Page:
zaterdag 17 juli 2010

The Highly Sensitive Child

A highly sensitive child is often bright, articulate, creative, and insightful, easily able to tune into other people and their feelings. She may display a deep sense of empathy and compassion for other people. Perhaps she is a budding artist, a future novelist. And yet, she is also clingy and whiny, sometimes bossy and demanding. Sometimes she's all of these at the same time! She throws long tantrums over seemingly minor issues - shoes that feel "funny," familiar cereal that suddenly tastes "different." She shrieks furiously when you leave her with a babysitter, even one she knows well, grabbing desperately at your legs as you leave. Her teachers complain that she is "scattered" and seems to pay attention to too many things at once. It's no wonder that parents of such youngsters feel frustrated, helpless, angry - under the thumb of a mercurial, moody "prince" or "princess," as some describe their children to me.
To help you understand this child, let me walk you through how she may look and behave at different stages of development. You may recognize many features of your child. Of course, every child is unique, and you may see only a few similarities. If you are feeling discouraged, rest assured that I will soon discuss ways to approach your child's challenges.

The Sensitive Baby and Toddler
A sensitive infant is often colicky, finicky, irritable, demanding. She may cry almost constantly for the first year of her life (or so it may seem to an exhausted parent) and want to be held continually. The normal activities of infancy - sleeping, eating, diaper changing - can become early battlegrounds between parents and baby. One seven-month-old girl I saw screamed in fury if her mother put her down for the briefest instant. She fell asleep only when her mother or father rocked her for an hour or longer. Several times each night she woke up crying and needed to be rocked back to sleep. She hated having her clothes changed and would even squeal indignantly when her parents removed a dirty diaper. Breastfed, she furiously resisted taking a bottle, and she angrily pushed away spoonfuls of rice cereal and bananas when they were first offered. She cried when the vacuum cleaner made noise or if her older siblings were loud. When she learned to crawl, she simply used her newfound skill to scurry over to her mother and cling to her leg, rather than venturing out to explore the world. She fussed when her mother tried to interest her in toys and threw temper tantrums when her parents tried to put her in her playpen. "I feel like the prisoner of a tyrant in my own home," the baby's weary mother told me.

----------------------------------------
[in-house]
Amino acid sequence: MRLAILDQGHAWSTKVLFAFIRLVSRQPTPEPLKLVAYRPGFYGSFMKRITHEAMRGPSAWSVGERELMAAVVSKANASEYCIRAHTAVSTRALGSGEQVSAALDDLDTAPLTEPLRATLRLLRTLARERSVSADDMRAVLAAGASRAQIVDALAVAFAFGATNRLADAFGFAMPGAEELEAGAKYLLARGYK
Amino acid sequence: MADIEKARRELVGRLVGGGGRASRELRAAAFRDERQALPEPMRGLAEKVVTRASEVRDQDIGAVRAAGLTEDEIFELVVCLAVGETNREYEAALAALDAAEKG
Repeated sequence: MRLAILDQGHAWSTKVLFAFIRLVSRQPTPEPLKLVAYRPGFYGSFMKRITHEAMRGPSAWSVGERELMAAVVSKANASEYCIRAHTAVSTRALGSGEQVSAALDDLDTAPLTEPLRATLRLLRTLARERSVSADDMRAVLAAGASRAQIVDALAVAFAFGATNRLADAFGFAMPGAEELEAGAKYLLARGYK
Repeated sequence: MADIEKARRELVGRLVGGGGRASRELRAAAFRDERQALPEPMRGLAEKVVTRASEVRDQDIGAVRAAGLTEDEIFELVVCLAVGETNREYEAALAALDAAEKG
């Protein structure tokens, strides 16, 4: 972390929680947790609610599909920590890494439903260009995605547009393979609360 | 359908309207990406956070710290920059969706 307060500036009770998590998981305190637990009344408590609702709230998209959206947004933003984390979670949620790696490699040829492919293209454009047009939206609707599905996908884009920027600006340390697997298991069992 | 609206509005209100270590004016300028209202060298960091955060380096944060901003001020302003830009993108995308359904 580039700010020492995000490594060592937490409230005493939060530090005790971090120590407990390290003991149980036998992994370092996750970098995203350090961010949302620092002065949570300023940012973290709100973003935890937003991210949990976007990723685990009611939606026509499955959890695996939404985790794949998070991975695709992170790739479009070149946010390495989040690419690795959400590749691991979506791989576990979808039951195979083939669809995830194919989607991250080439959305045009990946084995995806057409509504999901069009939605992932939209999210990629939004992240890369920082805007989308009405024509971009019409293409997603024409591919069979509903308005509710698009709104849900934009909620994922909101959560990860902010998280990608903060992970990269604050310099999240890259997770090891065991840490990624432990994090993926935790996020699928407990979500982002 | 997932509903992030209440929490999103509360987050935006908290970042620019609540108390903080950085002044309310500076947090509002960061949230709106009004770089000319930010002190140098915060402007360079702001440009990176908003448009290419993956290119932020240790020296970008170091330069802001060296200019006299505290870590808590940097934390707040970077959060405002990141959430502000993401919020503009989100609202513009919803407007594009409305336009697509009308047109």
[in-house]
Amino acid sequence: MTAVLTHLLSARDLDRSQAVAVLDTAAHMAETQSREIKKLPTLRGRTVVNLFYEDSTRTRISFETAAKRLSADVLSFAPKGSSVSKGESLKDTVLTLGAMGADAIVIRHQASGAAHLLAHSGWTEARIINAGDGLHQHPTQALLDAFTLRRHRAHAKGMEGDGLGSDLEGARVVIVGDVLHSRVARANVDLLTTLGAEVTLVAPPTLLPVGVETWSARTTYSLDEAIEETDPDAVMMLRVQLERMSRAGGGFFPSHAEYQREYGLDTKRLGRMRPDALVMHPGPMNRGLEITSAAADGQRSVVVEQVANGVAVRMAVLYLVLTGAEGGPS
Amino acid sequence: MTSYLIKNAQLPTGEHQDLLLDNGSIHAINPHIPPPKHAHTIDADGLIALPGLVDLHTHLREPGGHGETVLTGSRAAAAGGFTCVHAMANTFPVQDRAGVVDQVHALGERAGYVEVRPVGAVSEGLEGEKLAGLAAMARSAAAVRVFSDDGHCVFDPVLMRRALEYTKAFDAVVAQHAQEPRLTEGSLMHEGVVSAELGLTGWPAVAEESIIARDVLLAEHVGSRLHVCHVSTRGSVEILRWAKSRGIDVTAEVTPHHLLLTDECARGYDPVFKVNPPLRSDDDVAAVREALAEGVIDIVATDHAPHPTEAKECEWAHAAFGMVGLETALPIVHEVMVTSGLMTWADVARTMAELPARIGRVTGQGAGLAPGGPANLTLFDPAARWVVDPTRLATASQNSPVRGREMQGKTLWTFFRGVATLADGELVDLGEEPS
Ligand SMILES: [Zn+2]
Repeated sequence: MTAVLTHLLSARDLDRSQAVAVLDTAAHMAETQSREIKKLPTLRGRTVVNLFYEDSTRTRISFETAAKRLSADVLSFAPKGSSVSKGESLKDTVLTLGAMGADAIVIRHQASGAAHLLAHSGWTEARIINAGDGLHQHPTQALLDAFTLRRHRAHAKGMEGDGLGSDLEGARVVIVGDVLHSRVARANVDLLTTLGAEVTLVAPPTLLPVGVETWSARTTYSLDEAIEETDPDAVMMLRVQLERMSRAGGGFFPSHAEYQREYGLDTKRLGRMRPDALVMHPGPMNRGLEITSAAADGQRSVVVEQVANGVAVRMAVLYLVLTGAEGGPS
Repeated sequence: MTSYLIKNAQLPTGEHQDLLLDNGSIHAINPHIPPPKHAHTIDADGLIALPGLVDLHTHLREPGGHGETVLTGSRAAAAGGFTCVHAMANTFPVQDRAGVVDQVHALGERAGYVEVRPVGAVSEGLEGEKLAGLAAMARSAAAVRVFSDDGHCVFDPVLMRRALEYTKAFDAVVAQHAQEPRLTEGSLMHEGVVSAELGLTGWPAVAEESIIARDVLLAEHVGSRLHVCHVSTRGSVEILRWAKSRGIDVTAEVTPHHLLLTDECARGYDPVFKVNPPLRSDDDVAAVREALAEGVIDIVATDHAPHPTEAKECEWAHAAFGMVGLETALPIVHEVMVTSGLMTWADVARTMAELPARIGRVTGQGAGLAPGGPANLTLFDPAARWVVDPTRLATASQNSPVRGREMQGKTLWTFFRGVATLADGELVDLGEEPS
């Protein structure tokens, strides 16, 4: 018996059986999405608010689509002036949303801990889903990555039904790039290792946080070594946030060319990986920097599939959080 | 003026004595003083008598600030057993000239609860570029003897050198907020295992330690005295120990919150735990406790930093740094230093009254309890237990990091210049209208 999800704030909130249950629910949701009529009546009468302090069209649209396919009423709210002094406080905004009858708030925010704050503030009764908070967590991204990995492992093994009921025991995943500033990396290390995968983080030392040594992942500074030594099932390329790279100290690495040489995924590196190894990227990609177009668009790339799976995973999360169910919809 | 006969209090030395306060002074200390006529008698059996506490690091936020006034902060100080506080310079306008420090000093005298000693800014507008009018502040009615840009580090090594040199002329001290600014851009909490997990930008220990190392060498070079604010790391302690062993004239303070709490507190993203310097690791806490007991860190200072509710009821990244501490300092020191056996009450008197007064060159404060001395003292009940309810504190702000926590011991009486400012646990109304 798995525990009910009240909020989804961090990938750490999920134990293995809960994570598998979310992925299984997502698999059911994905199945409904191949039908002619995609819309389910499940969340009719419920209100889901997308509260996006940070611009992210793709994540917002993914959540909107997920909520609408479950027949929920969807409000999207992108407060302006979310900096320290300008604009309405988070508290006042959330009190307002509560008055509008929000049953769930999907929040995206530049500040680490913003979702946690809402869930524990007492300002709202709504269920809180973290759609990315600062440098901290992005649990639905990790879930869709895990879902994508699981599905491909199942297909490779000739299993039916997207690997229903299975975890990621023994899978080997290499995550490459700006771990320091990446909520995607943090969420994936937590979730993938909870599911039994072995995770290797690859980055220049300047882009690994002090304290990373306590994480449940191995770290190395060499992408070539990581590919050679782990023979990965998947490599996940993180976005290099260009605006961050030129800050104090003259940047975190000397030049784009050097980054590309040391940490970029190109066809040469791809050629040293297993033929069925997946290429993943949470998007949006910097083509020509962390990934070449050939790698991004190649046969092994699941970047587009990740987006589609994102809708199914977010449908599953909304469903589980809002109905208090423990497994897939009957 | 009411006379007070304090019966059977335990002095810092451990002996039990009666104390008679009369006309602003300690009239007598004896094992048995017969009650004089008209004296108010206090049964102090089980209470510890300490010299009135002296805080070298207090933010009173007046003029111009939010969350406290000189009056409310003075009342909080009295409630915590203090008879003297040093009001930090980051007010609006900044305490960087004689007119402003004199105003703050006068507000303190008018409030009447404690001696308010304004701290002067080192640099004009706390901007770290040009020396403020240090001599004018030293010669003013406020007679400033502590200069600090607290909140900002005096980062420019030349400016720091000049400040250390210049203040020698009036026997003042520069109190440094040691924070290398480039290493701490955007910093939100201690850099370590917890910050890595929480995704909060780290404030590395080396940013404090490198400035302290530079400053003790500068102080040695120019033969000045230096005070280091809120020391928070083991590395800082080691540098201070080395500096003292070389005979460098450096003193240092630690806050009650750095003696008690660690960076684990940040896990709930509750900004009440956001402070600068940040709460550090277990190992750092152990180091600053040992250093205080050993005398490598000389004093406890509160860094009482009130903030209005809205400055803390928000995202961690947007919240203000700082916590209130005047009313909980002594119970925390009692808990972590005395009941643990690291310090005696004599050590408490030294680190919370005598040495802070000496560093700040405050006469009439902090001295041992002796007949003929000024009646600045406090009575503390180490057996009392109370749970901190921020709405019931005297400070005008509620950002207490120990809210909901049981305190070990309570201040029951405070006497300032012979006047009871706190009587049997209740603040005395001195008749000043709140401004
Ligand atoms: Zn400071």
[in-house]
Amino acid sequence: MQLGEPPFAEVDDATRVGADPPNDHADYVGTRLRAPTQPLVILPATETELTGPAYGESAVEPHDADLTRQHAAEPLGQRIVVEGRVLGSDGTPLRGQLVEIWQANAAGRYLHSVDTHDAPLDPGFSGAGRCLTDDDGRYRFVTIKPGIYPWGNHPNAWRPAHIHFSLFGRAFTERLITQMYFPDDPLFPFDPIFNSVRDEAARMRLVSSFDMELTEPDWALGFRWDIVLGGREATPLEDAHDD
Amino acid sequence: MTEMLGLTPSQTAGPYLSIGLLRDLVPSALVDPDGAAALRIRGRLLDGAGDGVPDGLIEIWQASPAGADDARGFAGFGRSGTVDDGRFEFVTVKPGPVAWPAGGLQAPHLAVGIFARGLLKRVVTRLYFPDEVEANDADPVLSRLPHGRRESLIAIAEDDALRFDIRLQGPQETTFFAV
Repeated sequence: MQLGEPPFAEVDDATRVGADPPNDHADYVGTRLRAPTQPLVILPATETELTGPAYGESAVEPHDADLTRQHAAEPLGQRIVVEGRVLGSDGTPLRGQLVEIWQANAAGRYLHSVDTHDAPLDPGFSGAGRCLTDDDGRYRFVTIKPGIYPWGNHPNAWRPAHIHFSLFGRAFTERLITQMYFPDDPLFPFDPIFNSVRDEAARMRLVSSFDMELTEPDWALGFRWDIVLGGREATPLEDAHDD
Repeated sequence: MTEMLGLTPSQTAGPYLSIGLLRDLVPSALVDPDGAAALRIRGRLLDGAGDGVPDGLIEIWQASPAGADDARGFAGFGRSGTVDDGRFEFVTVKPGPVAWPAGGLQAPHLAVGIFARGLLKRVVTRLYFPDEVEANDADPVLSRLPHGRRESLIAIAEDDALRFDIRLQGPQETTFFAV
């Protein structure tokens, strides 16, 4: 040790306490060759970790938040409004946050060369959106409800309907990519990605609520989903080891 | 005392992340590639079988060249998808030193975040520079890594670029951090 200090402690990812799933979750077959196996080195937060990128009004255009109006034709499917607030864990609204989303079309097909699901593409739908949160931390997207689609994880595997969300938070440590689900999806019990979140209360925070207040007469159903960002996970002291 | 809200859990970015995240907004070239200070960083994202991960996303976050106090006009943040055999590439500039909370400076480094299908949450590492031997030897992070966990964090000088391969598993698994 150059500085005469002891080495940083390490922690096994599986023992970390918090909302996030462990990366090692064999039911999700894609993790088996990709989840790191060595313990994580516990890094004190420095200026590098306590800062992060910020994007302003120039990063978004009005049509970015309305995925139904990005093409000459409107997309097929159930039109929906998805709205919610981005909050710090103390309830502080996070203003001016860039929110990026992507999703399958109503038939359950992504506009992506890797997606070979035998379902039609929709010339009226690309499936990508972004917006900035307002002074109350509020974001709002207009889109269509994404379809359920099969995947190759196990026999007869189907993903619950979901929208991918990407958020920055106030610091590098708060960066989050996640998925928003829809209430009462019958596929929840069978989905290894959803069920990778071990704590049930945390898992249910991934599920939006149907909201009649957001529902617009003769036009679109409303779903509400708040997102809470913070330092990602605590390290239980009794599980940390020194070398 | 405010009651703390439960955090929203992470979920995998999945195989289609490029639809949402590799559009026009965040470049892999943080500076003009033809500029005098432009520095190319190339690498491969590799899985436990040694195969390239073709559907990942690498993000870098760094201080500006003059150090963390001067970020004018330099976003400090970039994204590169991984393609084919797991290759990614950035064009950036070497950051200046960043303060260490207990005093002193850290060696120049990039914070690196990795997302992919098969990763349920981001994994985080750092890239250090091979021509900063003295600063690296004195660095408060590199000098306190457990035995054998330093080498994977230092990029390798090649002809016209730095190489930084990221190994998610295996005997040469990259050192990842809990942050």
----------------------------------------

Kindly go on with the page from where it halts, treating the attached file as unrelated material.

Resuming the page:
These sensitive infants find the emotional skills that we expect them to master in their first year more difficult to learn than do other babies. Ordinarily, babies begin learning to calm and regulate themselves in their first few months and, at the same time, remain interested and engaged in their environment. They also learn to relate to people in a warm, trusting manner - by gurgling and cooing as they study their parents' faces, for example. Especially gratifying to most babies is the ability to let their parents know what they want through vocalizations and gestures (reaching up to be picked up, pointing at a desired toy, and so on). But such goals can be elusive for a baby who is overly sensitive. New people, sights, sounds, smells, and the results of her own exploration and initiatives (touching daddy's rough beard, for example) easily overwhelm her and make her cry.
As a toddler, the very sensitive child often continues to be demanding and clingy. Once she has mastered a few words, she may resort to whining. "Mama, mama, mama," she may say over and over again as her exasperated mother tries to untangle her arms from around her legs so she can work. She throws monstrous tantrums if her parents try to leave her at daycare or with a babysitter. Now, her parents' sleep may be disrupted by her shrieks as she wakes up at night feeling scared. New situations upset her, and she may avoid playing with other children, shaking her head stubbornly and bursting into tears if a parent tries to lead her over to a group of other toddlers who are happily rolling toy trucks and banging toy drums. She may act aggressively, but more out of fear than defiance: she may bite or hit other children who come too close, for example, or pinch a child who tries to take away a toy. She may not like to be held or carried in a certain way.
Rather than become more assertive and organized as she grows, by taking her father's hand, for example, and leading him over to the cracker box, she may whine and passively expect daddy to guess what's on her mind and get it for her.
As she approaches the ages of two and three, when children ordinarily start to engage in lots of pretend play with each other and begin to expand relationships beyond their parents and siblings, the overly sensitive child may be cautious, fearful, and clingy. She may not be comfortable in expanding her fantasy life, even though a full fantasy life is very important at this stage of development. She may feel cautious about exploring certain themes in her pretend play, such as coping with aggression. Her dolls or action figures may always kiss and hug, but never fight or tussle with each other, for example. Or the dolls or action figures may fight, but then the story line may disappear: she may simply bang her dolls and toys together in what looks less like pretend play and more like a direct discharge of energy.